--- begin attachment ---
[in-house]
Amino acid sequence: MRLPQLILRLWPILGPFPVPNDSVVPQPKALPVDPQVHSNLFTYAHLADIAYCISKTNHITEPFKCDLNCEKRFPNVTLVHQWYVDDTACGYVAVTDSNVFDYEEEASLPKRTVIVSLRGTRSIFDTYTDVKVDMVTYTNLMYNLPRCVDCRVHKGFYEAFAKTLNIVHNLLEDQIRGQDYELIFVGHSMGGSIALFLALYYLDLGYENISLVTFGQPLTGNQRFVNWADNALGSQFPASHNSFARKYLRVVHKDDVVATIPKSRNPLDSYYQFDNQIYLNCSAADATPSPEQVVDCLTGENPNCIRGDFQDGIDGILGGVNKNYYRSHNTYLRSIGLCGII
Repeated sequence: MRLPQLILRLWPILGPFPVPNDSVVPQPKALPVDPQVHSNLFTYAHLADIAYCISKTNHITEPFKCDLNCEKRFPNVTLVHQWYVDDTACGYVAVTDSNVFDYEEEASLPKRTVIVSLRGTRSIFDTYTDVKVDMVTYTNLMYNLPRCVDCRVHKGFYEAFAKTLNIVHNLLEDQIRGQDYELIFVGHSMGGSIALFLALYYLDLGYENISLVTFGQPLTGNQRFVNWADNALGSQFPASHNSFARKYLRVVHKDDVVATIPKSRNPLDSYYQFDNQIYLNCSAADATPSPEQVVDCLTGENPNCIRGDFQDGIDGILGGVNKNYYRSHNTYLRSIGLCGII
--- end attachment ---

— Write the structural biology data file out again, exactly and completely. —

[in-house]
Amino acid sequence: MRLPQLILRLWPILGPFPVPNDSVVPQPKALPVDPQVHSNLFTYAHLADIAYCISKTNHITEPFKCDLNCEKRFPNVTLVHQWYVDDTACGYVAVTDSNVFDYEEEASLPKRTVIVSLRGTRSIFDTYTDVKVDMVTYTNLMYNLPRCVDCRVHKGFYEAFAKTLNIVHNLLEDQIRGQDYELIFVGHSMGGSIALFLALYYLDLGYENISLVTFGQPLTGNQRFVNWADNALGSQFPASHNSFARKYLRVVHKDDVVATIPKSRNPLDSYYQFDNQIYLNCSAADATPSPEQVVDCLTGENPNCIRGDFQDGIDGILGGVNKNYYRSHNTYLRSIGLCGII
Repeated sequence: MRLPQLILRLWPILGPFPVPNDSVVPQPKALPVDPQVHSNLFTYAHLADIAYCISKTNHITEPFKCDLNCEKRFPNVTLVHQWYVDDTACGYVAVTDSNVFDYEEEASLPKRTVIVSLRGTRSIFDTYTDVKVDMVTYTNLMYNLPRCVDCRVHKGFYEAFAKTLNIVHNLLEDQIRGQDYELIFVGHSMGGSIALFLALYYLDLGYENISLVTFGQPLTGNQRFVNWADNALGSQFPASHNSFARKYLRVVHKDDVVATIPKSRNPLDSYYQFDNQIYLNCSAADATPSPEQVVDCLTGENPNCIRGDFQDGIDGILGGVNKNYYRSHNTYLRSIGLCGII